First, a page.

If you wish to offer your support, and have not done so already, you may add your name to this fast-growing petition by going to the above web address and following the directions on signing the petition.

In my view, this is the most serious threat to UK Astronomy in decades and so any help you can offer will be greatly appreciated.

Richard Miles

N.B. Background information is available at various websites including:

* STFC's decision to withdraw from Gemini

* STFC's delivery plan 2008/9-2011/12 (see p.6 for the plans in Astronomy)

* A BBC article on the STFC funding crisis.

* RAS 'dismay' at deep cuts in UK Astronomy research.

* UK pulls out of key physics and astronomy projects (New Scientist).

* Physics and astronomy research face "catastrophic" cuts (Nature).

* Science council struggles with cuts (Guardian Education).

* Listen to Radio 4's Today program with James Naughtie broadcast on December 14.

* Times Higher Educational Supplement.

Google Sky Map Pointers (With Added iPhone)

Ogle Earth has a couple of nice pointers to early uses of the new Google Sky API.

The iPhone demo is just too clever:

In Support of UK Astronomy

Further to last week's depressing news, Robin Scagell has posted this article on the SPA's BB. The main body, an email he's received from elsewhere, reads:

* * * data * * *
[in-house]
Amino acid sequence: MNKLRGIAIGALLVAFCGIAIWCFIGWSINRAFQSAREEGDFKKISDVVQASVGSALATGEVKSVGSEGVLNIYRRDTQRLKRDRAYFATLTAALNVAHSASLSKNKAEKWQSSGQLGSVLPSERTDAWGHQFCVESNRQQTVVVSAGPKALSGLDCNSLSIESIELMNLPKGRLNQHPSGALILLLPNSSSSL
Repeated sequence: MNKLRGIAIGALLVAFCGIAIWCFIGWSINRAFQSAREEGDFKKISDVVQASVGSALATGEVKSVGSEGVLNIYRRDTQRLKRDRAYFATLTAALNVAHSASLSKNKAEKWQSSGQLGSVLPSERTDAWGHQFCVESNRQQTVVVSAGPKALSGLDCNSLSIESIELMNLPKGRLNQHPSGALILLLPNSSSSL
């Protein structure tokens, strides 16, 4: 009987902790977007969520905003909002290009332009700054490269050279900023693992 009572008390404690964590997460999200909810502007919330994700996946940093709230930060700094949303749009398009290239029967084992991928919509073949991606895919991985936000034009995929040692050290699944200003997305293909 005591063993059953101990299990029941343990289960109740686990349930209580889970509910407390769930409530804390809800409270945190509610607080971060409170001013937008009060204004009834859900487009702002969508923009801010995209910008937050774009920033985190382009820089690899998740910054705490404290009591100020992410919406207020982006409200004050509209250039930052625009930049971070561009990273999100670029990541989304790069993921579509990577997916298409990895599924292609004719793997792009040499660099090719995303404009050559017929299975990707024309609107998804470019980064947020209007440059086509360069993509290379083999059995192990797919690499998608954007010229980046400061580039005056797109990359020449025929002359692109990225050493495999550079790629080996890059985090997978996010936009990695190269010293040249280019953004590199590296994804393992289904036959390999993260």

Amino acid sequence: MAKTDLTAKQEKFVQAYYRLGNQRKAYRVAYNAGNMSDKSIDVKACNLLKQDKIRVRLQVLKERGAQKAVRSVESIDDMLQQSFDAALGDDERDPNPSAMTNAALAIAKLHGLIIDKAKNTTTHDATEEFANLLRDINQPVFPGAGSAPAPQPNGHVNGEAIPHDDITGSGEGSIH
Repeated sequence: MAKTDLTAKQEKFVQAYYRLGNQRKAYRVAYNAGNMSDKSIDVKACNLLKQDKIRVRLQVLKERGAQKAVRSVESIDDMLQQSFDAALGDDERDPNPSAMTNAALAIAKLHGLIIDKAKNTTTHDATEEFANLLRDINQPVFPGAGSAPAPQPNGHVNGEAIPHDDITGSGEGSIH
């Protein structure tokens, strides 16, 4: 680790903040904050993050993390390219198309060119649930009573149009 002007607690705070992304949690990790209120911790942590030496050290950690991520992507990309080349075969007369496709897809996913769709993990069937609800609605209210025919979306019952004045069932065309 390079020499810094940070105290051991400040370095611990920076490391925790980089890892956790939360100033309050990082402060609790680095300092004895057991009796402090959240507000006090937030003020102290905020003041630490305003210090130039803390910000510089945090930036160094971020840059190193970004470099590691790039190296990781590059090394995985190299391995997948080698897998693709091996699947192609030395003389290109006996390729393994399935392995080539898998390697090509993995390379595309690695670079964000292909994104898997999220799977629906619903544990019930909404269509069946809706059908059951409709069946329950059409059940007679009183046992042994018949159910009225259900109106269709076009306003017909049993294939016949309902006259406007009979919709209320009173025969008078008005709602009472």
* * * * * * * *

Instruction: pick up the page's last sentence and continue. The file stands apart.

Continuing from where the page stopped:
Dear all,

I forward to you this message from a colleague at UCL, for your urgent attention, apart from what you hopefully may have done about this by other means (like writing to your local MP, which is usually very effective, please also visit www.saveastronomy.co.uk).

There is now an approved (e)-petition online to collect signatures regarding the funding situation for physics and astronomy. Petitions with sufficient number of signees are forwarded to the government who then needs to come back with a response.

Its quick and easy;


Please sign it and then forward this on so that it might reach critical mass.

In addition, write to your local MP at:



some background information:


http://www.strudel.org.uk/blog/astro/index.shtml (scroll down to the STFC item)

Obviously, please forward this to as many people as possible. A government review on this matter is planned by early January.

best regards,


Edit: Please see over here for more pointers to more information about this problem.


Google Sky Map on the Way?

Via Ogle Earth:

Sky Maps coming soon: Being finalized in the Google Maps API Group: Google Sky’s data accessible via the Maps API, ready for embedding in your website.
That's great news (see the demo over here), this is the sort of thing I was hoping would turn up at some point. Google Sky is great and all but the ability to create applications on your own website that make use of their sky map... That could be very interesting.


Finally! Some Solar Action!

As I noted last month the Sun has been very quiet of late (as it turned out I didn't observe a single spot during the whole of November) and I've got used to popping outside with the Solarscope and seeing a totally blank Sun.

So I had a bit of a surprise today when I went out, fully expecting to see nothing, and saw active area 978. It's quite an impressive set of sunspots too. While no individual spot is that large the area itself is one of the bigger ones I've seen for a while.

If you've got a safe method of observing the Sun then get out and have a look. If you don't have a method of doing so, head over here instead.



I'm not a "real" astronomer, not by any sensible measure. But I still find this as depressing as hell.